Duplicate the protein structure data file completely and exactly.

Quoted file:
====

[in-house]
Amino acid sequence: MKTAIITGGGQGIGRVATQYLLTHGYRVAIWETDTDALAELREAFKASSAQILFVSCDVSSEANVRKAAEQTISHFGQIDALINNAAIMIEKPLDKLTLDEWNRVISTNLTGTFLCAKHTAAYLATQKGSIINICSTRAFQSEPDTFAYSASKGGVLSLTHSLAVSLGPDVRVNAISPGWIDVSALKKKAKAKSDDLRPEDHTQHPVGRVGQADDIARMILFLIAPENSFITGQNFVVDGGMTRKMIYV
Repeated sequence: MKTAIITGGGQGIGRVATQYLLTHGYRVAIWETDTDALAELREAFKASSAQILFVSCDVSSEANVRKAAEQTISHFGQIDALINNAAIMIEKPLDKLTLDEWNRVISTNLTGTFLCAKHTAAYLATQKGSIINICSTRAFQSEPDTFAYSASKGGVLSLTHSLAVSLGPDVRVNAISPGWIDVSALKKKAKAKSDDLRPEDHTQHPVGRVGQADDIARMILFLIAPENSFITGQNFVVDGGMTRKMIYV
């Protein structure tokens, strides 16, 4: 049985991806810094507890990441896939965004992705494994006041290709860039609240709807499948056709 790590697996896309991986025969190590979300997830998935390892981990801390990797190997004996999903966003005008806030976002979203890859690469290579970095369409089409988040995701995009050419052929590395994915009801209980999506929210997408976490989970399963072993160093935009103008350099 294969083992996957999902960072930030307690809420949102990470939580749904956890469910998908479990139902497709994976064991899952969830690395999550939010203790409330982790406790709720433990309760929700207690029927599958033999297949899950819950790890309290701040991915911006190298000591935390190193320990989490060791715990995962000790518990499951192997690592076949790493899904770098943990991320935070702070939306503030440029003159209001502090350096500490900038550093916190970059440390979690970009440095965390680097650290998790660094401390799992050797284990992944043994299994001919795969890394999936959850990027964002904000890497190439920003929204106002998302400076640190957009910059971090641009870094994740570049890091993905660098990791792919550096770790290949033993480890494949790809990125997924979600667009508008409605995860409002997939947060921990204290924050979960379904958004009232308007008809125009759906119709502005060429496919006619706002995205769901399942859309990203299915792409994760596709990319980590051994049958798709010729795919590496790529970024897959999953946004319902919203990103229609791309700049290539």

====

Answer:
[in-house]
Amino acid sequence: MKTAIITGGGQGIGRVATQYLLTHGYRVAIWETDTDALAELREAFKASSAQILFVSCDVSSEANVRKAAEQTISHFGQIDALINNAAIMIEKPLDKLTLDEWNRVISTNLTGTFLCAKHTAAYLATQKGSIINICSTRAFQSEPDTFAYSASKGGVLSLTHSLAVSLGPDVRVNAISPGWIDVSALKKKAKAKSDDLRPEDHTQHPVGRVGQADDIARMILFLIAPENSFITGQNFVVDGGMTRKMIYV
Repeated sequence: MKTAIITGGGQGIGRVATQYLLTHGYRVAIWETDTDALAELREAFKASSAQILFVSCDVSSEANVRKAAEQTISHFGQIDALINNAAIMIEKPLDKLTLDEWNRVISTNLTGTFLCAKHTAAYLATQKGSIINICSTRAFQSEPDTFAYSASKGGVLSLTHSLAVSLGPDVRVNAISPGWIDVSALKKKAKAKSDDLRPEDHTQHPVGRVGQADDIARMILFLIAPENSFITGQNFVVDGGMTRKMIYV
């Protein structure tokens, strides 16, 4: 049985991806810094507890990441896939965004992705494994006041290709860039609240709807499948056709 790590697996896309991986025969190590979300997830998935390892981990801390990797190997004996999903966003005008806030976002979203890859690469290579970095369409089409988040995701995009050419052929590395994915009801209980999506929210997408976490989970399963072993160093935009103008350099 294969083992996957999902960072930030307690809420949102990470939580749904956890469910998908479990139902497709994976064991899952969830690395999550939010203790409330982790406790709720433990309760929700207690029927599958033999297949899950819950790890309290701040991915911006190298000591935390190193320990989490060791715990995962000790518990499951192997690592076949790493899904770098943990991320935070702070939306503030440029003159209001502090350096500490900038550093916190970059440390979690970009440095965390680097650290998790660094401390799992050797284990992944043994299994001919795969890394999936959850990027964002904000890497190439920003929204106002998302400076640190957009910059971090641009870094994740570049890091993905660098990791792919550096770790290949033993480890494949790809990125997924979600667009508008409605995860409002997939947060921990204290924050979960379904958004009232308007008809125009759906119709502005060429496919006619706002995205769901399942859309990203299915792409994760596709990319980590051994049958798709010729795919590496790529970024897959999953946004319902919203990103229609791309700049290539």